Marco Biagi was born in Bologna on 24 November 1950. After completing his high school studies, at the age of 22 he took his degree in law at the University of Bologna, graduating summa cum laude under the supervision of Giuseppe Federico Mancini. He was then awarded a grant to pursue postgraduate studies in labour law at the University of Pisa under the supervision of Luigi Montuschi.
In 1974 he was awarded a contract to teach private law at the Faculty of Law in Bologna and began teaching also at the Universities of Ferrara and Modena. He was then appointed as a lecturer at the University of Calabria.
In 1984 he won a public competition and was appointed Professor of Labour Law and Italian and Comparative Trade Union Law at the University of Modena, in the Department of Business Administration. From 1987 till 2002 he held the post of Full Professor at the Faculty of Economics at the same university.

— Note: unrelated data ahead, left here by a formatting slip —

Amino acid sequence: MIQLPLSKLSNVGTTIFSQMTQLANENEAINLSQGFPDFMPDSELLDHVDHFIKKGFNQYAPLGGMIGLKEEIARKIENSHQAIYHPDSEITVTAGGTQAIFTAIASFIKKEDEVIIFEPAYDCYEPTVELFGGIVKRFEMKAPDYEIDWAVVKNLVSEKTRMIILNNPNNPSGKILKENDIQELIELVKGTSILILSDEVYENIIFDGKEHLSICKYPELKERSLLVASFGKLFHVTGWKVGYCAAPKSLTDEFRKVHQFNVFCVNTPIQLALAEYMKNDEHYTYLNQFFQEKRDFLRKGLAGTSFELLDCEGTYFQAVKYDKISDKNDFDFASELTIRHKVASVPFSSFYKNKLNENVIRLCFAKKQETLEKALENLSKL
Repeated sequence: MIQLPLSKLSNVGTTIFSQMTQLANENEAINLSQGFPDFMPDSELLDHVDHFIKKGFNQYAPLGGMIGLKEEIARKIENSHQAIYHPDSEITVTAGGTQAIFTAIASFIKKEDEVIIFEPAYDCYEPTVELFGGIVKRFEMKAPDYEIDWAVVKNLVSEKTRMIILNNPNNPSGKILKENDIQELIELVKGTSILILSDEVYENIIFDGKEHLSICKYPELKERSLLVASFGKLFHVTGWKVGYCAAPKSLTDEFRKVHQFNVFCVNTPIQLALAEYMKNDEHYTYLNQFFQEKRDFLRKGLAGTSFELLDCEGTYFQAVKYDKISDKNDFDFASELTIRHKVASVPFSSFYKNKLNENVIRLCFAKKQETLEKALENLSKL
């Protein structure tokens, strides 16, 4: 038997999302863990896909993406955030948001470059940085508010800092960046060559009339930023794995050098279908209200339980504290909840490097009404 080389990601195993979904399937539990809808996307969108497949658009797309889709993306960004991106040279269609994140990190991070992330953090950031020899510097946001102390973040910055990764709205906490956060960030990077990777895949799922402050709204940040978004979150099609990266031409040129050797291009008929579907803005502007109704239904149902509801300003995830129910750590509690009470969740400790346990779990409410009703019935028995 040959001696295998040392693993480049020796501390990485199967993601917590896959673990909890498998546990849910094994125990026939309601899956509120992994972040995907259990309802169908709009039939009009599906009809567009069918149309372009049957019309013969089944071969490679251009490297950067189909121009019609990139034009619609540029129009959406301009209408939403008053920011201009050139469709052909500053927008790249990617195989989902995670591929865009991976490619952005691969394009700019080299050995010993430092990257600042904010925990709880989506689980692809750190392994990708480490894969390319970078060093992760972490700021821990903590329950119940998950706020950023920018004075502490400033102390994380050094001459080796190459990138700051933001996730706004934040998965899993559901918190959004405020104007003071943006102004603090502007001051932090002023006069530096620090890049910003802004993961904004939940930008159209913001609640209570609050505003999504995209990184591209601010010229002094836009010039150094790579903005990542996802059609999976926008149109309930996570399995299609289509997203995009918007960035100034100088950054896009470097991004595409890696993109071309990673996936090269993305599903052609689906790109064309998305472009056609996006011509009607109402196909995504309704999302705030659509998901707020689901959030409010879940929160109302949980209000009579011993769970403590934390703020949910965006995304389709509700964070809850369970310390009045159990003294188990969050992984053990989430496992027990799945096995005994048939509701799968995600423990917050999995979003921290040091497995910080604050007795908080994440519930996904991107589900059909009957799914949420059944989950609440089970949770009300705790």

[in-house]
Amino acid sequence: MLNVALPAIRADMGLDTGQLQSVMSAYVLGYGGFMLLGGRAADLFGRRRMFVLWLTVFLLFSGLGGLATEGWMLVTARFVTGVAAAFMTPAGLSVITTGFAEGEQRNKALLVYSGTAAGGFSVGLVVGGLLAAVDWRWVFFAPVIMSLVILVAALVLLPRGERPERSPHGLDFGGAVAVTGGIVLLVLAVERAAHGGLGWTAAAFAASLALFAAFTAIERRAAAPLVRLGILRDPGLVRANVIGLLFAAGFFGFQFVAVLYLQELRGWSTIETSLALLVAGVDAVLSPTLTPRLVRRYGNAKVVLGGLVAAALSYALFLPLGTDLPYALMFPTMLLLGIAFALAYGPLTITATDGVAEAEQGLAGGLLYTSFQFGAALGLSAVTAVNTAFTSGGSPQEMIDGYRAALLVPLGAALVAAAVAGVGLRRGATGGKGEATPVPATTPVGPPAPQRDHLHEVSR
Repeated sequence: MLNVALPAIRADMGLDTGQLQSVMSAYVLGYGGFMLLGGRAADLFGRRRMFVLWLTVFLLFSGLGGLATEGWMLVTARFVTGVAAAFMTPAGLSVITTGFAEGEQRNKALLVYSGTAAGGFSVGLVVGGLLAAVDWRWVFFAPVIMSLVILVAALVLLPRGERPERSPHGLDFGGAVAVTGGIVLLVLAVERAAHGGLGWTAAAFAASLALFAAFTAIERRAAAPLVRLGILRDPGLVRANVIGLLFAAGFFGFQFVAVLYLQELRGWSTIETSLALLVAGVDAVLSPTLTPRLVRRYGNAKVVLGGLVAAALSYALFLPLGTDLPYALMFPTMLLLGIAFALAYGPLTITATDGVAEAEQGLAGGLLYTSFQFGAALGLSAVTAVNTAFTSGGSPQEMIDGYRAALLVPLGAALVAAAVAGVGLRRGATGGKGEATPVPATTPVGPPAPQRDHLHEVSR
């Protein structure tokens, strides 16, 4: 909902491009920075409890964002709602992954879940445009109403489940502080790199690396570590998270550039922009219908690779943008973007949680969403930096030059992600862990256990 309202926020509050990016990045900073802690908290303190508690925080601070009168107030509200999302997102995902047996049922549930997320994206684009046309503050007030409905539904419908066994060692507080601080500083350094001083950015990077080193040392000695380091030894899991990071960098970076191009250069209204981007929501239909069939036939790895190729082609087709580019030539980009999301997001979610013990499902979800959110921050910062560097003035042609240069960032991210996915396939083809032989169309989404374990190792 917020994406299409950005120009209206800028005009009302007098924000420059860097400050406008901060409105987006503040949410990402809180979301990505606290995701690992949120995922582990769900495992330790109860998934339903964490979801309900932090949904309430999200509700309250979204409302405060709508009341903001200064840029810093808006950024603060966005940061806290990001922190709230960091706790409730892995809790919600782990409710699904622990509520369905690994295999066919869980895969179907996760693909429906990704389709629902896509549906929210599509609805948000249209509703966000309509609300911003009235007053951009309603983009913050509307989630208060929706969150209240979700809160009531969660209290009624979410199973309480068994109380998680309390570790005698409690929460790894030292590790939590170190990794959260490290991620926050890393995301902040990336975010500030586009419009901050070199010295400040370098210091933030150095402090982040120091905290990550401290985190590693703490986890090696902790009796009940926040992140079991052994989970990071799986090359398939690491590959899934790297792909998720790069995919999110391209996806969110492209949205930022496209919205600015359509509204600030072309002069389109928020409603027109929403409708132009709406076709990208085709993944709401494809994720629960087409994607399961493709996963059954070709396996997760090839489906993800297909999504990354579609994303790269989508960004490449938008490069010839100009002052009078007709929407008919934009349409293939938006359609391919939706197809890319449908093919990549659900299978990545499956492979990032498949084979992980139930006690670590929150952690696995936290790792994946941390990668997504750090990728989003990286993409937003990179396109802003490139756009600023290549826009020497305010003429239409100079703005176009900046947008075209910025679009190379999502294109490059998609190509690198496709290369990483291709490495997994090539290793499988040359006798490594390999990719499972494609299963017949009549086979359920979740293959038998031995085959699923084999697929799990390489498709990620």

From the 1980s until 2002 he was Adjunct Professor of European Labour Law and Politics at the Dickinson College Bologna Center for European Studies, and Adjunct Professor of Comparative Industrial Relations and a member of the Academic Council at the Johns Hopkins University Bologna Center.
A fundamental characteristic of Marco Biagi’s work was his commitment to comparative and interdisciplinary research in collaboration with experts from other national systems. The comparative and interdisciplinary approach enabled him to identity the essential features and establish the links between different topics of labour law.